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Campaign Communications in U.S. Congressional Elections


Electoral campaigns are the foundation of democratic governance; yet scholarship on the content of campaign communications remains underdeveloped. In this paper, we advance research on U.S. congressional campaigns by integrating and extending extant theories of campaign communication. We test the resulting predictions with a novel dataset based on candidate Web sites over three election cycles. Unlike television advertisements or newspaper coverage, Web sites provide an unmediated, holistic, and representative portrait of campaigns. We find that incumbents and challengers differ across a broad range of behavior that reflects varying attitudes toward risk, that incumbents’ strategies depend on the competitiveness of the race, and that candidates link negative campaigning to other aspects of their rhetorical strategies. Our efforts provide researchers with a basis for moving toward a more complete understanding of congressional campaigns.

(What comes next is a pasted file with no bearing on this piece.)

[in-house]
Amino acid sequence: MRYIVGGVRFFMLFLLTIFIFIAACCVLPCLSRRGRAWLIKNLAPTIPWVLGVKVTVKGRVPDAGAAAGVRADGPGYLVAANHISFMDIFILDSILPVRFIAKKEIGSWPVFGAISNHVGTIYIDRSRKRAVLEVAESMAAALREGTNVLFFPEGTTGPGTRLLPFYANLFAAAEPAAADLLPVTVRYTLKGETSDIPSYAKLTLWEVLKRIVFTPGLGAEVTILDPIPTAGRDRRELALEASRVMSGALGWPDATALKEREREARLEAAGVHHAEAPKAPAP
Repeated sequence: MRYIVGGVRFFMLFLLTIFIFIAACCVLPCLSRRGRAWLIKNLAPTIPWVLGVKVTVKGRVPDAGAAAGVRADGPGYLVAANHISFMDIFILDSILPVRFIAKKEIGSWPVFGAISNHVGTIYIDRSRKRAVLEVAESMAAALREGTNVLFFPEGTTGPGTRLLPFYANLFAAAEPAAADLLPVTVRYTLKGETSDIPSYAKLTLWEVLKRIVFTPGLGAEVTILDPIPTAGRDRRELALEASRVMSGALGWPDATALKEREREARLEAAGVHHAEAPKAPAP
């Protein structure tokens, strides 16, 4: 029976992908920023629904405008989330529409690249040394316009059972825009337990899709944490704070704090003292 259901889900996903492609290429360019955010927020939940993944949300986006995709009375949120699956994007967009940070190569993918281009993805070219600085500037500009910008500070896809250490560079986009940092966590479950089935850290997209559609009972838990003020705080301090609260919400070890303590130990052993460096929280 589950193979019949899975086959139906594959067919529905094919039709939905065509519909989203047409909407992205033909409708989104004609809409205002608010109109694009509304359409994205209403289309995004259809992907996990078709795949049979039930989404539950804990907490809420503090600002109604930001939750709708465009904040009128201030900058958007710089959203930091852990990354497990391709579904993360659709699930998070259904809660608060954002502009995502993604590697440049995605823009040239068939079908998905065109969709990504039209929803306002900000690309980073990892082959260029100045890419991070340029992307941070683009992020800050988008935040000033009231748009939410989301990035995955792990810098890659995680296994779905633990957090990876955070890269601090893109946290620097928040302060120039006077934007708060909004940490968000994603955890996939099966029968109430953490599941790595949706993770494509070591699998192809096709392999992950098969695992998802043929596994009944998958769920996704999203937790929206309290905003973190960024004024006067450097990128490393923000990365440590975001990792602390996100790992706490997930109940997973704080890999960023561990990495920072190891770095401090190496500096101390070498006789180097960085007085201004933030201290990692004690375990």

Corresponding author
James N. Druckman is Associate Professor of Political Science and Faculty Fellow at the Institute for Policy Research, Northwestern University, 601 University Place, Evanston, IL 60208 (
Martin J. Kifer is Assistant Professor of Political Science and Director of the Survey Research Center, High Point University, 833 Montlieu Avenue, High Point, NC 27262 (
Michael Parkin is Assistant Professor of Politics, Oberlin College, 10 N. Professor Street, Oberlin, OH 44074 (
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American Political Science Review
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